Parker MacCready, University of Washington, School of Oceanography
SUMMARY: Based on observations of water properties, river flow and weather there are three clear changes in Puget Sound over the last century. Water temperature in the Sound has increased by 0.5-1.0 °C, with the largest increase in the surface waters of Hood Canal. Salinity has changed less, although the surface waters of Hood Canal appear to be fresher by about 1 psu. There is no clear trend in the total amount of precipitation, and most rivers do not show much long term change. However, in rivers with large watersheds in the Cascades the flow happens more in the winter and less in the spring because there is less snow to melt. Air temperature has gradually increased, by about 1-2 °C in a century, consistent with the change in water temperature.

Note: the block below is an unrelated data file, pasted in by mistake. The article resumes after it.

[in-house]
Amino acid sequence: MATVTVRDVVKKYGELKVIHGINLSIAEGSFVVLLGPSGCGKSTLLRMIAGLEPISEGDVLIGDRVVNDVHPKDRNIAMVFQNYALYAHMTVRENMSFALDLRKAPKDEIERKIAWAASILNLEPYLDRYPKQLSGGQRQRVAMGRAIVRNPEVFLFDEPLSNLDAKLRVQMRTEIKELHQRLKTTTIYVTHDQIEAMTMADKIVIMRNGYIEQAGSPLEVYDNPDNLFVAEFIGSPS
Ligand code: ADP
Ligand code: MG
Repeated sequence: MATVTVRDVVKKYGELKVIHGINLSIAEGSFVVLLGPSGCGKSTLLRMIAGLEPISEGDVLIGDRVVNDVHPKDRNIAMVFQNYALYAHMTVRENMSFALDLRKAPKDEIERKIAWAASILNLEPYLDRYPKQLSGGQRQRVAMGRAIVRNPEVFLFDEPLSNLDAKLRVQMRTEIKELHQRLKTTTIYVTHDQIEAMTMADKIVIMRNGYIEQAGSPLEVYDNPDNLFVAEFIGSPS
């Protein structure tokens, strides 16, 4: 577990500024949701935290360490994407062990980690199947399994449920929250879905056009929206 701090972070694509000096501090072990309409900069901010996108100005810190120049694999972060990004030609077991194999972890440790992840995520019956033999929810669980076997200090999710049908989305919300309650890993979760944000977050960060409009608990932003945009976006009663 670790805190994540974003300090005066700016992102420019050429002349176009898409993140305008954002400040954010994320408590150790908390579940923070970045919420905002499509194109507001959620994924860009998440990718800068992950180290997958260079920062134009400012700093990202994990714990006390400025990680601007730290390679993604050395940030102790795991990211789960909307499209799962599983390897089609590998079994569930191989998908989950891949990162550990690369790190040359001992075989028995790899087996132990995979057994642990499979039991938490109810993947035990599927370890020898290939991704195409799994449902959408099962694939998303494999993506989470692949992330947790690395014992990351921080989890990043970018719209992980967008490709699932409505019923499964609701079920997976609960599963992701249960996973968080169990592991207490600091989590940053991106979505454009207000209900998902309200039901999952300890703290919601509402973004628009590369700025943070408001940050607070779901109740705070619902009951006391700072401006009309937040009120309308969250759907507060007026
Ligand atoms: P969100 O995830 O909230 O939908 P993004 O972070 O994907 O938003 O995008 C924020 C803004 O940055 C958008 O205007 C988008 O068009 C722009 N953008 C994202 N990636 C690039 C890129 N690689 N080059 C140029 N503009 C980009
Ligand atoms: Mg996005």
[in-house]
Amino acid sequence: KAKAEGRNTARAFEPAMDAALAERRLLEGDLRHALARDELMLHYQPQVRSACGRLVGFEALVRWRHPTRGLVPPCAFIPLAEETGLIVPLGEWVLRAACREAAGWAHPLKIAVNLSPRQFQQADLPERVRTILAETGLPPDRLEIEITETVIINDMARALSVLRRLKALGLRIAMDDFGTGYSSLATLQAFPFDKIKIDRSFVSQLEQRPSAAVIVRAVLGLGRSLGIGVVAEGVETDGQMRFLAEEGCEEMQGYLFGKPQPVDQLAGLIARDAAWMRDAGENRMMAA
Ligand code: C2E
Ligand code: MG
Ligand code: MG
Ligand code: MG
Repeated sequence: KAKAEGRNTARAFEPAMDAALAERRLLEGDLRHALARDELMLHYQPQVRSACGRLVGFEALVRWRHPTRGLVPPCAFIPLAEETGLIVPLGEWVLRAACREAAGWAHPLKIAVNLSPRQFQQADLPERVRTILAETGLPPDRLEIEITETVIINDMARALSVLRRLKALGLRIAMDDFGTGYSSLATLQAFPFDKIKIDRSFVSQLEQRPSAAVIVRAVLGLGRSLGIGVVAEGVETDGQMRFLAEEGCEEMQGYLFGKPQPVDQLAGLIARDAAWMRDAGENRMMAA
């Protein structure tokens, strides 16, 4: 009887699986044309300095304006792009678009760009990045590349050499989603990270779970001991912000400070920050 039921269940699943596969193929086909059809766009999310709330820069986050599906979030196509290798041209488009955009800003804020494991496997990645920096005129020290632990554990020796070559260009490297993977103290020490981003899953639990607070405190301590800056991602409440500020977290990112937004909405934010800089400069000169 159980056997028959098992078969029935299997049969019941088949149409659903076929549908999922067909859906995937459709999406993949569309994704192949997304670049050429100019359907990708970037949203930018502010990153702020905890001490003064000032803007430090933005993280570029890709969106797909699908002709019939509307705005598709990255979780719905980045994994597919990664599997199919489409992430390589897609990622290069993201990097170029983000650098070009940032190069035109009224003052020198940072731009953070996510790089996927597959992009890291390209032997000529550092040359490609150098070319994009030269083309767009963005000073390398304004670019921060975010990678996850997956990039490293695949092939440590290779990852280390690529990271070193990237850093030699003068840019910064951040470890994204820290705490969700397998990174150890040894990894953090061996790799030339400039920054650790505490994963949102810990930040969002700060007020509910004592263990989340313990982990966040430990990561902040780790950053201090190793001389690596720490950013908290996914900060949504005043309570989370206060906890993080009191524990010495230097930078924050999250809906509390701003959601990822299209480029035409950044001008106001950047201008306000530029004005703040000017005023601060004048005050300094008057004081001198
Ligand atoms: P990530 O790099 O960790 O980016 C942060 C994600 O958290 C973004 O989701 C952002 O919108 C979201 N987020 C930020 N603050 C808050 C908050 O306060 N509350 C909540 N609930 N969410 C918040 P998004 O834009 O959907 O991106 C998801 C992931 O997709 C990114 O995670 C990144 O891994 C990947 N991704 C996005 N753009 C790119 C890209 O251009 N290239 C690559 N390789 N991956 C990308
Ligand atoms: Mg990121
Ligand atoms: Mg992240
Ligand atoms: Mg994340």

Place Names of Puget Sound: The "basins" are generally deep with weak tidal currents. These are Main Basin, Whidbey Basin, Hood Canal, and South Sound. The "straits" connecting them are generally shallower, narrower, and have much stronger tidal currents, especially Admiralty Inlet and Tacoma Narrows.
Currently the Washington State Department of Ecology goes out every month, by small boat and float plane, and samples water properties at several dozen repeat stations throughout Puget Sound and the Washington coastal estuaries. They collect "CTD cast" data on temperature, salinity, dissolved oxygen (DO) and other properties throughout the water column, in many cases down deeper than 200 m. They also collect water samples in bottles from a few depths, typically 0, 10, and 30 m, which are analyzed for chemicals such as Nitrate. The Ecology data goes back to 1991, although here we only consider 1999-2017 because of the availability of DO in the records.